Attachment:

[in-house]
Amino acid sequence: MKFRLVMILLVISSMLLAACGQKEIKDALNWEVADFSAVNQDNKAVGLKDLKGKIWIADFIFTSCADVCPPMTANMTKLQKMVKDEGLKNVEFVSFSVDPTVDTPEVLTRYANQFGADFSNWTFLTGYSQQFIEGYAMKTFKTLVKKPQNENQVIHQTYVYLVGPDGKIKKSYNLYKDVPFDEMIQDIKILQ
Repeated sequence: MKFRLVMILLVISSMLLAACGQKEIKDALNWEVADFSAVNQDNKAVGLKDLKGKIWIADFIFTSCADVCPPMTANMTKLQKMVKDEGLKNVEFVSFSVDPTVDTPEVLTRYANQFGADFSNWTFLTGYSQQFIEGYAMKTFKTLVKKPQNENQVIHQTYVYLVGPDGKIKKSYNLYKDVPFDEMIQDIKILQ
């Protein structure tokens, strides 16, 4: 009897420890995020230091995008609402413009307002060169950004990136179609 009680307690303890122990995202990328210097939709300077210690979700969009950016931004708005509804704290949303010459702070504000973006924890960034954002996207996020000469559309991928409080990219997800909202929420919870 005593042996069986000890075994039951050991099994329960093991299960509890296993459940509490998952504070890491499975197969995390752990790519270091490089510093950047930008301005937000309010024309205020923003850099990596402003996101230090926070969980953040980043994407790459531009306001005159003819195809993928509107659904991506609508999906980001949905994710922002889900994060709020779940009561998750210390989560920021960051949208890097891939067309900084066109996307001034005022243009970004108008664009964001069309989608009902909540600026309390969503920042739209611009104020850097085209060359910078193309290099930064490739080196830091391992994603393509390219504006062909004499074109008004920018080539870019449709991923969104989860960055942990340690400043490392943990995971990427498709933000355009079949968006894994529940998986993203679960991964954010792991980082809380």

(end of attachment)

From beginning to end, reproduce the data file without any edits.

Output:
[in-house]
Amino acid sequence: MKFRLVMILLVISSMLLAACGQKEIKDALNWEVADFSAVNQDNKAVGLKDLKGKIWIADFIFTSCADVCPPMTANMTKLQKMVKDEGLKNVEFVSFSVDPTVDTPEVLTRYANQFGADFSNWTFLTGYSQQFIEGYAMKTFKTLVKKPQNENQVIHQTYVYLVGPDGKIKKSYNLYKDVPFDEMIQDIKILQ
Repeated sequence: MKFRLVMILLVISSMLLAACGQKEIKDALNWEVADFSAVNQDNKAVGLKDLKGKIWIADFIFTSCADVCPPMTANMTKLQKMVKDEGLKNVEFVSFSVDPTVDTPEVLTRYANQFGADFSNWTFLTGYSQQFIEGYAMKTFKTLVKKPQNENQVIHQTYVYLVGPDGKIKKSYNLYKDVPFDEMIQDIKILQ
């Protein structure tokens, strides 16, 4: 009897420890995020230091995008609402413009307002060169950004990136179609 009680307690303890122990995202990328210097939709300077210690979700969009950016931004708005509804704290949303010459702070504000973006924890960034954002996207996020000469559309991928409080990219997800909202929420919870 005593042996069986000890075994039951050991099994329960093991299960509890296993459940509490998952504070890491499975197969995390752990790519270091490089510093950047930008301005937000309010024309205020923003850099990596402003996101230090926070969980953040980043994407790459531009306001005159003819195809993928509107659904991506609508999906980001949905994710922002889900994060709020779940009561998750210390989560920021960051949208890097891939067309900084066109996307001034005022243009970004108008664009964001069309989608009902909540600026309390969503920042739209611009104020850097085209060359910078193309290099930064490739080196830091391992994603393509390219504006062909004499074109008004920018080539870019449709991923969104989860960055942990340690400043490392943990995971990427498709933000355009079949968006894994529940998986993203679960991964954010792991980082809380």